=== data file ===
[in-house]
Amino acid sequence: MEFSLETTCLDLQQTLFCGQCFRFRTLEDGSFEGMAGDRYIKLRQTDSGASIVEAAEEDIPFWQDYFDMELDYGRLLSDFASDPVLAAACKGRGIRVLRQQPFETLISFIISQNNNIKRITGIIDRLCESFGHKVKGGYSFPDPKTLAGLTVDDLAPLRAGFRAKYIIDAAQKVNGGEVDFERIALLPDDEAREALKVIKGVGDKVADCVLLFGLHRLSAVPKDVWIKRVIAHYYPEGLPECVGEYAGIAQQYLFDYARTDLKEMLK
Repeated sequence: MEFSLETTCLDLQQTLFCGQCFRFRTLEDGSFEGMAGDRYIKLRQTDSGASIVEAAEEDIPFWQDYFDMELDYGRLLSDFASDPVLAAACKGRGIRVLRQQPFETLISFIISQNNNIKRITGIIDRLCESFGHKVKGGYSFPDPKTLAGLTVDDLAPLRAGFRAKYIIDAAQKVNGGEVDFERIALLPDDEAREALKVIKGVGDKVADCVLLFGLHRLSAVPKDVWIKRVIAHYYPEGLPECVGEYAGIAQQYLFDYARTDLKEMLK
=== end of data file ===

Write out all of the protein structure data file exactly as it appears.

[in-house]
Amino acid sequence: MEFSLETTCLDLQQTLFCGQCFRFRTLEDGSFEGMAGDRYIKLRQTDSGASIVEAAEEDIPFWQDYFDMELDYGRLLSDFASDPVLAAACKGRGIRVLRQQPFETLISFIISQNNNIKRITGIIDRLCESFGHKVKGGYSFPDPKTLAGLTVDDLAPLRAGFRAKYIIDAAQKVNGGEVDFERIALLPDDEAREALKVIKGVGDKVADCVLLFGLHRLSAVPKDVWIKRVIAHYYPEGLPECVGEYAGIAQQYLFDYARTDLKEMLK
Repeated sequence: MEFSLETTCLDLQQTLFCGQCFRFRTLEDGSFEGMAGDRYIKLRQTDSGASIVEAAEEDIPFWQDYFDMELDYGRLLSDFASDPVLAAACKGRGIRVLRQQPFETLISFIISQNNNIKRITGIIDRLCESFGHKVKGGYSFPDPKTLAGLTVDDLAPLRAGFRAKYIIDAAQKVNGGEVDFERIALLPDDEAREALKVIKGVGDKVADCVLLFGLHRLSAVPKDVWIKRVIAHYYPEGLPECVGEYAGIAQQYLFDYARTDLKEMLK